No universally accepted theory exists on the origin of the caste-system in India””‚the division of people into five varnas: Brahmin (priestly), Kshatriya (warrior/ruler), Vaishya (merchant), Shudra (artisan) and Harijan (untouchable) categories. Although generally identified with Hinduism, followers of other religions in India, including Islam, also observed the caste system. Buddha, as well as two of his contemporaries””‚Mahavira and Ajitha Kesakambali””‚denounced the division of people by caste. However, Hindus accommodated caste by associating it with the law of karma.

Buddhism denies the existence of a Supreme God or a First Cause. In contrast, Hindus attribute the cosmic functions of creation, maintenance, and destruction to the Trimurti personified in the forms of Brahman, the creator God; Vishnu, the preserver/maintainer; and Shiva, the destroyer/transformer. The monistic interpretation is that the Trimurti, as well as other deities who constitute the Hindu pantheon, are different forms of the all-pervading Brahman. However, because Brahman is beyond human comprehension, it is without any attributes; therefore, assigning attributes to it would be distorting the true nature of Brahman. (In this respect, it is comparable to Dao in Daoism.)

In Buddhism, it is the knowledge of the truth of one’s no-self (anatta) within the framework of the Four Noble Truths that enables a namarupa to attain enlightenment and nirvana. In (Vedanta) Hinduism, it is the understanding of one’s true self””‚the experiential realization that one’s self or soul (atta/atman) is identical with the transcendental self (paramatman or Brahman) that paves the way to attain salvation (moksha).

 German Indologist H.V. Glasenapp (1951) points out the following philosophical similarities between (Advaita) Hinduism and (Theravada) Buddhism: Both assert that the universe shows a periodical succession of arising, existing and vanishing, and that this process is without beginning and end. Both believe in the causality that binds the result of an action to its cause (karma), and in rebirth/re-becoming conditioned by that nexus. Both are convinced of the transitory (anicca) and, therefore, unsatisfactory (dukkha) character of individual existence in the world; they hope to attain gradually to a redeeming knowledge through renunciation and meditation and they assume the possibility of a blissful and serene state, in which all worldly imperfections have vanished for ever. Vedanta sees deliverance as the manifestation of a state which, though obscured, has been existing from time immemorial; for the Buddhist, however, Nirvana is a reality which differs entirely from all dharmas as manifested in Samsara, and which only becomes effective, if they are abolished.

To sum up: the Vedantin wishes to penetrate to the last reality which dwells within him as an immortal essence, or seed, out of which everything has arisen. The follower of early Buddhism, however, hopes by complete abandoning of all corporeality, all sensations, all perceptions, all volitions, and acts of consciousness, to realize a state of bliss which is entirely different from all that exists in the Samsara.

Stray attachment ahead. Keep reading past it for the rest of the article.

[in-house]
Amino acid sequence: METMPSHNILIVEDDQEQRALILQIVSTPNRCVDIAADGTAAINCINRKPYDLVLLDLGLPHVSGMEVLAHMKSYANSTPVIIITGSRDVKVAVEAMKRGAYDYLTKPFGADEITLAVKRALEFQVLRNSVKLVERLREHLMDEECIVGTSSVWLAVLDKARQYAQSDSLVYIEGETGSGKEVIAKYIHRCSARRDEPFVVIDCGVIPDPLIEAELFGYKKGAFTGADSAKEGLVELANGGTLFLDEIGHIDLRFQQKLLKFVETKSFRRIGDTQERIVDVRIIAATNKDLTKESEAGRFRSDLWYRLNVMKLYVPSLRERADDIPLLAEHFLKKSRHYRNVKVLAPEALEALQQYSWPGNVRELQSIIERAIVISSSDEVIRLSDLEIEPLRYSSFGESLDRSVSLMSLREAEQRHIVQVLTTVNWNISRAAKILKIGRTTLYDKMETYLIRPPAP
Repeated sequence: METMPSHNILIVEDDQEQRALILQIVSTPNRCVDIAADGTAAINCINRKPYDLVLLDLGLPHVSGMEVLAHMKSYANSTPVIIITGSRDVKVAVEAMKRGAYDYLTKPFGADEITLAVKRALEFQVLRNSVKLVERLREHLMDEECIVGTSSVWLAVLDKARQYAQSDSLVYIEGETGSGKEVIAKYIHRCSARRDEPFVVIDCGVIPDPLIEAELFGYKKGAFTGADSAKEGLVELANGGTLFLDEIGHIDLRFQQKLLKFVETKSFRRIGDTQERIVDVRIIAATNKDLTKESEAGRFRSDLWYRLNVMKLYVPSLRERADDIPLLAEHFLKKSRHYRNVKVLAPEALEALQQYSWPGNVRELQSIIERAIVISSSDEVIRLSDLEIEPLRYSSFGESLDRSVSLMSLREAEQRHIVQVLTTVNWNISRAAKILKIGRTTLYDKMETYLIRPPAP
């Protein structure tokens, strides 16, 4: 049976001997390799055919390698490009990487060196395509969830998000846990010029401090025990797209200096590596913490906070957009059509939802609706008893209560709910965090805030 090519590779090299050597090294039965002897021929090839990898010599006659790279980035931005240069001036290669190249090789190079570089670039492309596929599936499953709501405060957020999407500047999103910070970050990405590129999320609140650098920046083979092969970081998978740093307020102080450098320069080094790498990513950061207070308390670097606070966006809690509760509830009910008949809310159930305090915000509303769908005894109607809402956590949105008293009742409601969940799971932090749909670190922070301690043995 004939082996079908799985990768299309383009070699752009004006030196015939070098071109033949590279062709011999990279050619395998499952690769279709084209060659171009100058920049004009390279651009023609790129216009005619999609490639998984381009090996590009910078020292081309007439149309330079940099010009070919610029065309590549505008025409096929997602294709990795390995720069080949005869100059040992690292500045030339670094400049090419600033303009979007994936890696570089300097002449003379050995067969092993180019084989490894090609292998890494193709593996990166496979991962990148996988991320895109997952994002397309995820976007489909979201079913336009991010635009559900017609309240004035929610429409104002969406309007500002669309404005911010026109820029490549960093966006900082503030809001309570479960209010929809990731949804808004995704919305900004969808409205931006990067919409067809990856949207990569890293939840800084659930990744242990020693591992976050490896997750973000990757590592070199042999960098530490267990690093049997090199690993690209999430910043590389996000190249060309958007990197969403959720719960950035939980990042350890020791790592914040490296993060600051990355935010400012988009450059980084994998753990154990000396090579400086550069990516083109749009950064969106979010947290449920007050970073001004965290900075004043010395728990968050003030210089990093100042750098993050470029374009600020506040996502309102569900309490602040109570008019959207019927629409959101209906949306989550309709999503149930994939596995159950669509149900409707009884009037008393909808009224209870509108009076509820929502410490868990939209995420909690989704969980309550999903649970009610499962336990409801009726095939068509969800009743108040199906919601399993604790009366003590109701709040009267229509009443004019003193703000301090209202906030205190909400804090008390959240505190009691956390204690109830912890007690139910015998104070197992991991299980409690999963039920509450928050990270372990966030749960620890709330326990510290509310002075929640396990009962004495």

Buddhism outside India

 Hinduism, a term that came into parlance circa 1830 to describe the beliefs and traditions of the people who lived in the subcontinent for many centuries, had the ability to withstand the intrusion of Buddhism by absorbing Buddhist principles and terms into the traditional Hindu fold. Neither the Muslim invaders nor the Christian colonizers and missionaries could destroy Hinduism, the repository of the traditions of India. Hindus were not proselytic, so Hinduism””‚a way of life than a religion””‚remained pretty much confined to India.

Although Buddhism ultimately eclipsed in India, Buddhism successfully adapted itself to co-exist with Confucianism and Daoism in the Sinic world from the 1st century onwards. Buddhism was the bridge through which the ideas of the Dhammic faiths in the Indian subcontinent intermingled with those of Confucianism and Daoism. Buddhism’s adaptability to different socio-cultural conditions in the neighboring countries produced several forms of Mahayana Buddhism that spread as far as Japan.

Thus, I argue that Buddhism contains the staples of a distinct Eastern/Oriental philosophy that clearly stand out as a complement of Western/Occidental philosophy. An alternative news paradigm based on a Buddhist framework should be of interest to most of Asia.

Johan Galtung (1996), the author of Peace by Peaceful Means, should get the credit for the original recognition of Buddhism as a framework for deriving an alternative news paradigm.

2 Responses to “Notes on Buddhist Journalism—5-Buddhism bridges gap between ‘Hindu’ and ‘Sinic’ philosophies”

  1. Ben_silva Says:

    Since China became a Communist state, it dumped religion and turned secular just a India. Nirvana in the case of Taoism is different to Nirvana in Buddhism. Why is SAG promoting a religion that has been dumped by Indians and the Chinese. Does he want the Sinhalese to follow Nalanda Buddhists. Now SAG appaers to equate Buddhism to other belief systems in the East.

  2. Ben_silva Says:

    We now live in a highly competitive, global economy, with a population explosion, and with humans after limited resources of water , energy , land and so on. In such a situation, there will be wars as happened in the past. Only the fittest will survive and we need to get real and learn to survive rather than live in an era 2500 BC. If we follow SAG’s recipe, we will end up the same way as Nalanda Buddhists We need to move on and learn to live in the modern world. The key thing is we need to learn to compete. Otherwise we lose out. No pain, no gain and we should learn to handle pain.